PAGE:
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What is a Lone or Remote Worker?

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Lone Worker, Remote Worker, lone working, lone worker safety, solo worker

According to Safe Work Australia, anyone carrying out work activities without direct support or supervision from supervisors or colleagues is considered a lone worker. Essentially, if an employee cannot be seen or heard by a colleague, they are considered to be working alone, whether for the entire or part of their workday. This could range from healthcare workers conducting home visits to truck drivers on long-distance routes and there are many other professions where lone working is common.

An article by OHS Reps goes into detail about the risk a remote worker may face, stating that:

“People who work alone could be at increased risk through using machinery or handling chemicals without help or being placed under stress through social isolation. But, in legal terms, there is no simple answer which applies in all circumstances.”

The Legal Requirements for Lone or Remote Workers

There is no law that prevents employees from working alone, in many circumstances it is safe to do so. But lone working employees need the same level of safety as their non-lone working colleagues. Being a remote worker doesn’t mean you should compromise on your personal safetyThe Occupational Health and Safety Act (2004) states that:

“An employer shall provide and maintain so far as is reasonably practicable for employees a working environment that is safe and without risks to health.” [Section 21(1)]

Lone workers may be isolated from assistance due to their location, work schedule, or the nature of their tasks. As an employer in Australia, the model WHS Regulations (regulation 48) specifically addresses remote or isolated work.

This includes the requirement for employers to:

  • Manage the health and safety risks to lone workers, activities could include:
    • Conducting a risk assessment
    • Identifying and assessing the risks or hazards
    • Implementing controls for risk mitigation
    • Continual maintenance of the controls
  • Have effective communication systems in place to communicate with lone workers.
    • Create and promote a Lone Worker Safety Policy
    • Introduce Lone Worker Safety Tools

Who Is At Risk?

Various professions may involve lone or remote work, and it’s essential to recognise that some employees may only experience this situation intermittently. While many individuals work in office settings with colleagues for most of the day, certain roles require off-site activities for work-related duties. For instance, real estate agents or property managers may host open viewings or conduct routine inspections, functioning remotely during these tasks without immediate colleague assistance or direct supervision.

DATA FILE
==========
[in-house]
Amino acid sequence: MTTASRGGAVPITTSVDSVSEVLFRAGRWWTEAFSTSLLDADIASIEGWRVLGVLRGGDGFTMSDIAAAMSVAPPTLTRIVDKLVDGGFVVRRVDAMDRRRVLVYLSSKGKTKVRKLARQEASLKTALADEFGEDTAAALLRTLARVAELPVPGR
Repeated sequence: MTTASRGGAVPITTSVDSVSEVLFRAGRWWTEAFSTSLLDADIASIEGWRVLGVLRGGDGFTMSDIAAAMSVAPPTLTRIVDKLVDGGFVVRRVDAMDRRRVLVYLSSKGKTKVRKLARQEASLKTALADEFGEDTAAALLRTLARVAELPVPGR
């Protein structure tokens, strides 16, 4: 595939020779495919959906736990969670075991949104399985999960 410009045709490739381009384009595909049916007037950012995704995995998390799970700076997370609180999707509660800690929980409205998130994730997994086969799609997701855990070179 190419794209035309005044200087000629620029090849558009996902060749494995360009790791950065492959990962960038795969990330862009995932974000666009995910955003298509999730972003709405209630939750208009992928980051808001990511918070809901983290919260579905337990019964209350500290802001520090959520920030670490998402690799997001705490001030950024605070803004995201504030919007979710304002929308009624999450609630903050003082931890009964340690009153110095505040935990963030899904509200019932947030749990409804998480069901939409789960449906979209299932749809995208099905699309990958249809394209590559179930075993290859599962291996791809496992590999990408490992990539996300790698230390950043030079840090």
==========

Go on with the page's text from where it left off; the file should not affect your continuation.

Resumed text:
Other at-risk professions include (but are not limited to):
  • Social/Community workers
  • Electrical/Maintenance workers
  • Emergency services
  • Horticultural workers
  • Nurses & Carers
  • Parking attendants
  • Retail workers
  • Transport workers
  • Taxi drivers
WorkSafe Guardian supports workers to be in control of their safety. Lone worker risks for real estate agents, construction workers, warehousing and transportation.

Do You Employ Lone or Remote Workers?

Now that you are familiar with the common definitions, do you employ any lone or remote workers? If you do, are you doing everything that is considered “reasonably practicable” to keep them safe? Safety is about people and making sure that everyone goes home safely to their loved ones at the end of the day. If you can do more to ensure this, you are not only legally but morally obliged to do it.
 
A Lone Worker Safety System like the WSG App is a great place to start. It’s low cost, helps manage your compliance with duty of care requirements and allows your lone workers to feel safe when operating alone. WorkSafe Guardian helps give everyone the kind of peace of mind you can’t put a price on.
 
If you are looking at hiring or have lone or remote working teams there are some websites that provide useful information on how to do so effectively. However, it is essential that you take their wellbeing and safety into consideration as well as the potential benefits and risks to your business.

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Lone Worker, Remote Worker, lone working, lone worker safety, solo worker

What is a Lone or Remote Worker?

According to Safe Work Australia, anyone carrying out work activities without direct support or supervision from supervisors or colleagues is considered a lone worker. Essentially, if an employee cannot be seen or heard by a colleague, they are considered to be working alone, whether for the entire or part of their workday.

Read More »

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